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Media Contact: Glenn Brank
November 28, 2006 (06-22)


SACRAMENTO – The Department of Pesticide Regulation has won legal orders and settlements totaling more than $689,000 for the sale of unregistered, misbranded pet flea treatment products throughout the state.

Two cases remain open, with potential penalties of more than $1 million still to be decided.

DPR brought civil charges against a dozen individuals and companies in 2005, following investigations that involved the sales of "Advantage" and "Frontline" brand flea treatment products from overseas, where they were available at lower wholesale cost. The foreign market products were not registered for sale in California; some were repackaged to disguise their origin, and pesticide fees had not been paid on product sales, as required by state law.

The largest settlement to date involved Kenneth A. Boston and Boston’s Pet Supply Inc. of Santa Maria. The firm settled with DPR for $500,000 and Boston individually settled for $20,000.

Meanwhile, two cases are pending. Pet Food Express Ltd of San Leandro, one of the largest pet specialty product retailers in the nation, has disputed a proposed DPR penalty of $700,000. A DPR hearing on the case has been delayed by a legal dispute over documents. A Sacramento Superior Court ruling is pending.

In the second case, Sean Gerson and Vaccination Services Inc. of Temecula lost a judgment to DPR and were ordered to pay $379,000. Gerson has appealed, claiming he cannot be held personally liable. The case is pending in Orange County Superior Court. Earlier this month, DPR issued a second proposed penalty of $65,000 against Gerson and his company, on charges that they continued to sell illegal flea treatment products.

Other judgments and settlements include:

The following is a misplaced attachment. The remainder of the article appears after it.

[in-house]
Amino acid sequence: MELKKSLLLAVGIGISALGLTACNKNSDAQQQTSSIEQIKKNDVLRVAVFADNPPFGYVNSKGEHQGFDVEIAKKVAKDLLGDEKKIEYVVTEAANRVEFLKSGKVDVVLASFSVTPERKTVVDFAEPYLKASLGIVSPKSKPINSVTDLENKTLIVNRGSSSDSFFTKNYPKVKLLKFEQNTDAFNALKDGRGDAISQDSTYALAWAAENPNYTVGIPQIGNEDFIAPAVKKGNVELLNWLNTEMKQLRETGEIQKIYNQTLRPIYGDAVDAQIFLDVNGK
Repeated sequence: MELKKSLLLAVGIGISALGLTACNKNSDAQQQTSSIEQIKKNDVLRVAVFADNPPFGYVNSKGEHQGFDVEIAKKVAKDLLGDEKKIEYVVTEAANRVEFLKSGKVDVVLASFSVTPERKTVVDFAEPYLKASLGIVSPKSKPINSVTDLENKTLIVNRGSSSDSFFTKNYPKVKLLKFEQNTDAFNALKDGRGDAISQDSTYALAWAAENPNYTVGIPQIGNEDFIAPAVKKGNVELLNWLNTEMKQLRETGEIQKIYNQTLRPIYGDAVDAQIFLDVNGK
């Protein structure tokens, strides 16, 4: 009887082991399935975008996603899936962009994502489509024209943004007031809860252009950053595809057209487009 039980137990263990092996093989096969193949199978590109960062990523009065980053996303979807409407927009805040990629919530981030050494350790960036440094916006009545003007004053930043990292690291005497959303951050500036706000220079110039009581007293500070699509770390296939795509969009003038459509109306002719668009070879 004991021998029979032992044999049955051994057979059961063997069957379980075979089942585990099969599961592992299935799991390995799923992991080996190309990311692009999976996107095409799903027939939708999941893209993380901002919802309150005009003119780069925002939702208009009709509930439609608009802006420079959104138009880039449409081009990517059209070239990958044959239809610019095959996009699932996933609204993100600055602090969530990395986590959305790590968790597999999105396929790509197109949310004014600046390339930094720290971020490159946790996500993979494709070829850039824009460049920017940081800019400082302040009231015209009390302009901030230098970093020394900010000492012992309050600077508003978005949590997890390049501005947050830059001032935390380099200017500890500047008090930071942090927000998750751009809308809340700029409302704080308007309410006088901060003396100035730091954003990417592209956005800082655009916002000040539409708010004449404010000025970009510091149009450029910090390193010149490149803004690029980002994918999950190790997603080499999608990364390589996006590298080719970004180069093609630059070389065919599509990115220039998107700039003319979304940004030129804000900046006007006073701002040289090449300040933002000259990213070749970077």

• Lanny S. George, Monique Delgado, and Maak For Pets of Yorba Linda settled for $30,000.
  • Western Pet Wholesalers, Inc. of San Marcos defaulted on a $70,000 penalty. DPR is seeking payment through Superior Court.
  • Red Cart Market, doing business as Pet Club and of Emeryville, settled for $28,000.
  • Todd and Theresa Trocki, former owners of Richlin Farm Pet N Fish of Solano Beach, settled for $15,000. This may be reduced to $5,000, based on new evidence discovered by DPR.
  • Jeff Finn of Marbella refused to pay a $10,000 judgment. DPR will seek payment in Superior Court.
  • Allison Beck of San Pedro settled for $5,500.
  • Scott Samuelson and Pet Solutions of Temecula have defaulted on a $10,000 penalty. DPR will seek payment through Superior Court.
  • Jeffrey D. Sallus and JDS Enterprises of Moor Park settled for $5,000.
  • Stephen Sallus and SJS & Associates of Palos Verdes Peninsula settled for $1,000.
  • Charles E. "Chuck" Gerson and General Distributing and Sales Company of Morro Bay settled for $5,000.

Despite warnings from DPR, the defendants sold foreign products with unlawful stickers over their foreign labels, or they sold products in counterfeit packaging, said DPR investigators. In the process, the sellers avoided both annual product registration fees and mill fees on sales that ran into millions of dollars.

DPR has been investigating similar cases for several years. Since 2003, DPR’s Product Compliance Branch, working with limited resources, has found more than 180 violations for flea products.

DPR has alerted retailers statewide about the illegal products, and advised them on how to spot foreign or counterfeit packaging.

For consumer information on identifying illegal flea products, and what to do with them, see U.S. EPA’s Counterfeit Pesticide Products for Dogs and Cats (opens in new window).

DPR is not currently aware of any confirmed incidents where pets or their owners were harmed by the illegal products. DPR urges consumers to closely follow legal label directions, which must be approved by the U.S. Environmental Protection Agency and DPR.

One of six departments and boards within Cal/EPA, DPR regulates the use of pesticides to protect human health and the environment.